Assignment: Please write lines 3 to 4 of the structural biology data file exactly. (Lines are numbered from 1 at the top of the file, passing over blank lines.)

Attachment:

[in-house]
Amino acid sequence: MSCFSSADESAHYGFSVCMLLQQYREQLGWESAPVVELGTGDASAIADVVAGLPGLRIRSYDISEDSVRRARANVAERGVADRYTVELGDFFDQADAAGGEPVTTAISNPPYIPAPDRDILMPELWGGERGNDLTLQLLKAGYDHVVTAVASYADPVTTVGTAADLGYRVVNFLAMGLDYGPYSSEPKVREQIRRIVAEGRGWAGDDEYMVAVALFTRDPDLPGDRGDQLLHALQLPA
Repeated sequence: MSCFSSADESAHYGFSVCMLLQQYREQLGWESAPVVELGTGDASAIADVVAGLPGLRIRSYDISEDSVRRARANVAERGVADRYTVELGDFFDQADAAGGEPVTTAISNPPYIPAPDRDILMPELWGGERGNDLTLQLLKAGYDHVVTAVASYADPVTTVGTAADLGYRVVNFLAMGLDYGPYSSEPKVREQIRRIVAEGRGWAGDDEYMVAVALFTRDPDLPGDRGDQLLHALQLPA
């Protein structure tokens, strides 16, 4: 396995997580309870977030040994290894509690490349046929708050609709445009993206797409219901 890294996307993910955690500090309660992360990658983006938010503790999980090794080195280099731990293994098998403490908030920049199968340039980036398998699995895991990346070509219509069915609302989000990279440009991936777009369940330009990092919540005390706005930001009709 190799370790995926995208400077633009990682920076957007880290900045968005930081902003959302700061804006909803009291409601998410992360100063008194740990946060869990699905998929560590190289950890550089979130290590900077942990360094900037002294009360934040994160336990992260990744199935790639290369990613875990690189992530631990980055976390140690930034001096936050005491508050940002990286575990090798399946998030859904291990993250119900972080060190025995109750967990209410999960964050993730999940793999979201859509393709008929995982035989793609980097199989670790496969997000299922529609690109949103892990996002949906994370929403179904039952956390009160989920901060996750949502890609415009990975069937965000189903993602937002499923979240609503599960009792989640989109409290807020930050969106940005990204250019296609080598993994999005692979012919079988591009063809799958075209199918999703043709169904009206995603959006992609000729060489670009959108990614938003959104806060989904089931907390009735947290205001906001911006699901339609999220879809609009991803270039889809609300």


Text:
Repeated sequence: MSCFSSADESAHYGFSVCMLLQQYREQLGWESAPVVELGTGDASAIADVVAGLPGLRIRSYDISEDSVRRARANVAERGVADRYTVELGDFFDQADAAGGEPVTTAISNPPYIPAPDRDILMPELWGGERGNDLTLQLLKAGYDHVVTAVASYADPVTTVGTAADLGYRVVNFLAMGLDYGPYSSEPKVREQIRRIVAEGRGWAGDDEYMVAVALFTRDPDLPGDRGDQLLHALQLPA
């Protein structure tokens, strides 16, 4: 396995997580309870977030040994290894509690490349046929708050609709445009993206797409219901 890294996307993910955690500090309660992360990658983006938010503790999980090794080195280099731990293994098998403490908030920049199968340039980036398998699995895991990346070509219509069915609302989000990279440009991936777009369940330009990092919540005390706005930001009709 190799370790995926995208400077633009990682920076957007880290900045968005930081902003959302700061804006909803009291409601998410992360100063008194740990946060869990699905998929560590190289950890550089979130290590900077942990360094900037002294009360934040994160336990992260990744199935790639290369990613875990690189992530631990980055976390140690930034001096936050005491508050940002990286575990090798399946998030859904291990993250119900972080060190025995109750967990209410999960964050993730999940793999979201859509393709008929995982035989793609980097199989670790496969997000299922529609690109949103892990996002949906994370929403179904039952956390009160989920901060996750949502890609415009990975069937965000189903993602937002499923979240609503599960009792989640989109409290807020930050969106940005990204250019296609080598993994999005692979012919079988591009063809799958075209199918999703043709169904009206995603959006992609000729060489670009959108990614938003959104806060989904089931907390009735947290205001906001911006699901339609999220879809609009991803270039889809609300």